Work-Related Deaths: Who Can Receive Workers’ Compensation Death Benefits?
While some industries like construction, manufacturing and agriculture may be inherently more dangerous, accidents happen and workers suffer serious injury and death every day in the workplace.
In Florida, workers’ compensation benefits are available to the families of workers who died of injury or work-related illness. As with any serious injury, speak with an experienced attorney to ensure you and your family receive all entitled benefits if a loved one is killed on the job.
Points about death benefits through the Florida worker’s compensation program include:
- Compensation is provided if the death occurs within one year of a work-related accident, or within five years of continuous disability.
- Funeral expenses not exceeding $7,500 will be paid within fourteen days of receipt of an invoice.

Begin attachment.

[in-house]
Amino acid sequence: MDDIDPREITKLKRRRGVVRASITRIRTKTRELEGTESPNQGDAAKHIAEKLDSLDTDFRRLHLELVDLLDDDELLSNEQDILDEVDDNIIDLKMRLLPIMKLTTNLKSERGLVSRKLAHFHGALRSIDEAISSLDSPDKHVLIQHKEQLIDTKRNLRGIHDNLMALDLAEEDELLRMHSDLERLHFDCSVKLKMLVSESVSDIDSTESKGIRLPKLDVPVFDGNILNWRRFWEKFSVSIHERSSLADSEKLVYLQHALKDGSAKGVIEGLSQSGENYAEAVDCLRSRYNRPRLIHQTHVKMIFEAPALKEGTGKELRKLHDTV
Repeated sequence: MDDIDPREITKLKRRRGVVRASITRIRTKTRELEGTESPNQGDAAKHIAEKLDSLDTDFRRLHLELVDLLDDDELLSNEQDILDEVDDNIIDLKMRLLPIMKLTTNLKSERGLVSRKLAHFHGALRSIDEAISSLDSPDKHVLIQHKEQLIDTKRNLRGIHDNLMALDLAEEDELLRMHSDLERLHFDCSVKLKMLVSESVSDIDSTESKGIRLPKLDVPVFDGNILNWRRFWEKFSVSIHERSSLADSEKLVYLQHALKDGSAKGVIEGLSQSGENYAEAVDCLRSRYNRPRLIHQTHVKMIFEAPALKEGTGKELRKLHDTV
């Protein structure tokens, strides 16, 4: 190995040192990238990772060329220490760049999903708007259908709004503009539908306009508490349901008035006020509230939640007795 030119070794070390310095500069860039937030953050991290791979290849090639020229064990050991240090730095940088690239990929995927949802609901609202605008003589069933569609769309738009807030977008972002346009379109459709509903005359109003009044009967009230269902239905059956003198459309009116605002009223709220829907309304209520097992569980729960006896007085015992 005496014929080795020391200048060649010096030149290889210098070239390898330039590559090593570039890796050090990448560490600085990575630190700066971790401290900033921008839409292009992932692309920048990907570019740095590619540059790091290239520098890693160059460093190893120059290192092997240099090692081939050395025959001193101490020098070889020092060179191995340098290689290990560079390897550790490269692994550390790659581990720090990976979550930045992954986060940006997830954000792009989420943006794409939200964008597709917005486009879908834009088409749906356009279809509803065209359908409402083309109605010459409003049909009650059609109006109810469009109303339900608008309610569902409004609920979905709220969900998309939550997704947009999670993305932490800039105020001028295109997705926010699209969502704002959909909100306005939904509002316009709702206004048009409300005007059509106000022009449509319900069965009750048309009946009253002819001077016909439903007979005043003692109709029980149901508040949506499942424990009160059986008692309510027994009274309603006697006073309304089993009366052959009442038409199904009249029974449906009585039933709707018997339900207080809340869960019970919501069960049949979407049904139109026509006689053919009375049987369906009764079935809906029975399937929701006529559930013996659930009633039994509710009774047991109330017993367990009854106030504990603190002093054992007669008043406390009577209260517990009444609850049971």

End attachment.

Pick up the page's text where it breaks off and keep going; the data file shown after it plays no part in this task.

- Compensation is provided to dependents based on the weekly wage of the deceased. Subject to limits, compensation shall not exceed approximately 66 and two-thirds percent of the average weekly wage of the deceased.
- Depending on circumstances and dependents, individuals entitled by law to receive workers’ compensation death benefits may include a spouse, children, parents, brothers, sisters and grandchildren. The relationship between the dependent and the deceased must have existed at the time of death.
- Educational benefits are provided to the spouse of a deceased worker subject to their qualification for enrollment and ability to maintain regular admission requirements.
If your loved one was killed on the job, maintaining the ability to pay your living expenses is vital. If you have questions about workers’ compensation or death benefits, speak with us at Louis P. Pfeffer, PA.